NYC is Leading the Way in Public Transportation Modernization
June 5, 2019
The finalists of NYC’s inaugural Transit Tech Lab demonstrate the transformative potential of smart city transportation solutions.
New York City has the largest public transit system in North America — over ten times the size of the second-largest system (Chicago). It includes over 12,000 buses and train cars and hundreds of miles of track. At the same time, most of the subway infrastructure is 70-100 years old, and the system as a whole handles almost 9 million riders every weekday. At present, the city is dealing with slow service, constant maintenance demands, outdated technology, and overcrowded systems — all at a massive scale.
To address these challenges, NYC is taking major steps to innovate its way toward transformative transportation solutions. In a joint public-private initiative, The Transit Innovation Partnership hosted its first Transit Tech Lab, selecting six finalists from among 100 applicants. These organizations are now working to build, prove, and implement specialized smart city solutions in one of the world’s most stringent test laboratories: New York City.
The Transit Tech Lab: Cutting-Edge Solutions for Contemporary Problems
The Transit Tech Lab is an initiative out of the Transit Innovation Partnership, which was created by the Metropolitan Transportation Authority (MTA) and the Partnership for New York City. The Partnership was first created as a response to Governor Andrew M. Cuomo’s appeal to the private sector, asking for help in modernizing and improving NYC’s bus and metro systems. The Transit Innovation Partnership is guided in part by an advisory board of leaders from academia, business, civic organizations, and government.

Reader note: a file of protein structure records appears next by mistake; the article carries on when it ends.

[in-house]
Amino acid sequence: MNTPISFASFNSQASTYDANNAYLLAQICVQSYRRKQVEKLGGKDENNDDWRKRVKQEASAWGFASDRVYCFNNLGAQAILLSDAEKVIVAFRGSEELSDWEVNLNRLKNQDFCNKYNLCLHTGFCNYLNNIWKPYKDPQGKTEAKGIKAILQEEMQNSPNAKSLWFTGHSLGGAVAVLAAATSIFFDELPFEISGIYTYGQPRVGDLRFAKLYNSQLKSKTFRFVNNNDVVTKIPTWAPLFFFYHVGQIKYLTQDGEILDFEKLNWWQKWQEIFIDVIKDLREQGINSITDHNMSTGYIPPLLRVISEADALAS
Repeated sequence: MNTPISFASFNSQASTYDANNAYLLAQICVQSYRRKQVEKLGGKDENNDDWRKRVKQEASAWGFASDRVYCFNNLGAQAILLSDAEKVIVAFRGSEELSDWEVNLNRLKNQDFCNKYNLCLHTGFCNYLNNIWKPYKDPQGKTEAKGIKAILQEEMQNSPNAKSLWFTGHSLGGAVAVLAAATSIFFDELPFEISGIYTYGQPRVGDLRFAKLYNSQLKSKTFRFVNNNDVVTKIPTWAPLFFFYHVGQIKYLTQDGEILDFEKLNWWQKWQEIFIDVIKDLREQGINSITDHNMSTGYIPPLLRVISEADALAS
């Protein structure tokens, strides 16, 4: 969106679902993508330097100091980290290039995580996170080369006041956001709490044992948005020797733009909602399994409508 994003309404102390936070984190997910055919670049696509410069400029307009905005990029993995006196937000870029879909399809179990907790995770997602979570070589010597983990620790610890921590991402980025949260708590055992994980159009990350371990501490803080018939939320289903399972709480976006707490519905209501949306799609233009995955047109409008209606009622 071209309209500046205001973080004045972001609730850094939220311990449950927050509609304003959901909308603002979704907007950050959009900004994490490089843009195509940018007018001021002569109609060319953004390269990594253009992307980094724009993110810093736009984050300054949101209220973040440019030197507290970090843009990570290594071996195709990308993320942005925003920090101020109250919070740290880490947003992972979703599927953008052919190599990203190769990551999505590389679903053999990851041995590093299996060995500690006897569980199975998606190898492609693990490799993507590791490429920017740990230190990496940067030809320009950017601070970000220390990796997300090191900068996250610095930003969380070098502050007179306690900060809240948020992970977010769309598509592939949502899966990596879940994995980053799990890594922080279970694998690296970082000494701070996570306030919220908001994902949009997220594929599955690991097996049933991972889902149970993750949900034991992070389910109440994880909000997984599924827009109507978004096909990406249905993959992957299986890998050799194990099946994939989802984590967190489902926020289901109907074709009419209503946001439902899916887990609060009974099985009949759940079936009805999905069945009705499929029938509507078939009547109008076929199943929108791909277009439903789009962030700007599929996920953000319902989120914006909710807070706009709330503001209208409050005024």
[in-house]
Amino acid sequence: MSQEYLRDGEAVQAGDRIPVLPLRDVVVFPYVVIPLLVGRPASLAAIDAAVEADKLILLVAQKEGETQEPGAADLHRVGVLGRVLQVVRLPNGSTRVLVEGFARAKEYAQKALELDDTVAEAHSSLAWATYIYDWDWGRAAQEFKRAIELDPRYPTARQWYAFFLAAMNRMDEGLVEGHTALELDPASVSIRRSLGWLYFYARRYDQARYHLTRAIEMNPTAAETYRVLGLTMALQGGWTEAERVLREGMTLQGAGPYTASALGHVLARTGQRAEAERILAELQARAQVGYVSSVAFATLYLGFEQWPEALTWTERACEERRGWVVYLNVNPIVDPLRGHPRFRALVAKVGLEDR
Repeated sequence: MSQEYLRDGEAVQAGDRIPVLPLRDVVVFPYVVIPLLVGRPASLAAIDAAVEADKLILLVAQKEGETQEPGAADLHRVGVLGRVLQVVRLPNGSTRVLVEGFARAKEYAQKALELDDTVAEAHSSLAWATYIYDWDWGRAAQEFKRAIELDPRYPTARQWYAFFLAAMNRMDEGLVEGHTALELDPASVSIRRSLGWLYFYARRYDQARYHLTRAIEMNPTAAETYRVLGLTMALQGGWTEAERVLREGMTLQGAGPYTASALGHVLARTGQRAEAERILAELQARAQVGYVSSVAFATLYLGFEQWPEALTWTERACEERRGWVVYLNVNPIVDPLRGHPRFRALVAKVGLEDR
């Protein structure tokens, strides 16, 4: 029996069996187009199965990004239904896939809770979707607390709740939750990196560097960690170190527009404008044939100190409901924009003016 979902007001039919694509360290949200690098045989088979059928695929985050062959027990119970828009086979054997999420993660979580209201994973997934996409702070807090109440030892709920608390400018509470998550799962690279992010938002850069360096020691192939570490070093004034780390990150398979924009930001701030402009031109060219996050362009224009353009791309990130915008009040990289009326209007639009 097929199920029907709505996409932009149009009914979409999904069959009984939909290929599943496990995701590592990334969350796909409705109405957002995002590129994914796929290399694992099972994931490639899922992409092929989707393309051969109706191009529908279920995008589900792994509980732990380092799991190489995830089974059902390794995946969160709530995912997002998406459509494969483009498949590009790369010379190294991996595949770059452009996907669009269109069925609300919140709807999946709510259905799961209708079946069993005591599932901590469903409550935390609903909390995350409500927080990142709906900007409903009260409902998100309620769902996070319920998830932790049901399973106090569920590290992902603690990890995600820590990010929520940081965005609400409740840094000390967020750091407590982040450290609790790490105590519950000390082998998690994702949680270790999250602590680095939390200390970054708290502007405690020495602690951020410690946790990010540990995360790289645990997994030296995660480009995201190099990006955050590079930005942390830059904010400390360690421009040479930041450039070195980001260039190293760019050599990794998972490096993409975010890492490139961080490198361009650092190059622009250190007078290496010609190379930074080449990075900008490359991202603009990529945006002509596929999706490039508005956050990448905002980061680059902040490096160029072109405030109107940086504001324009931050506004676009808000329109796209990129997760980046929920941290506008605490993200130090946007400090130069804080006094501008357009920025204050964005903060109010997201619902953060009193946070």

The executive director of the Transit Innovation Partnership, Rachel Haot, works with tech entrepreneurs to develop cutting-edge solutions designed to improve the NYC transit system. Haot has experience heading up new initiatives — she’s a founder of GroundReport and Upward, served as chief digital officer for New York State, and hosted the “Reinvent Payphones Design Challenge,” a competition for re-purposing NYC’s public payphones. If her smart transportation solutions are successful in NYC, they could influence how other cities reimagine their public transit infrastructure.
The inaugural Transit Tech Lab initiative began in 2018, and the eight-week accelerator began on Feb 25, 2019. This process was designed to help the accepted applicants better understand the challenges facing the MTA. In June of 2019, the companies will begin the year-long pilot launch.
Transit Tech Lab Finalists
Selected from a pool of 16 semifinalists, six finalists are currently working with the Transit Tech Lab to develop innovative transportation solutions. These are the finalists:
Axon Vibe: Describing itself as a “location-based contextual platform,” Axon Vibe uses IoT data to predict and augment passenger movements. As a smart mobility platform for MTA passengers, this tool could utilize smartphone sensor data to deliver contextualized travel plans to users.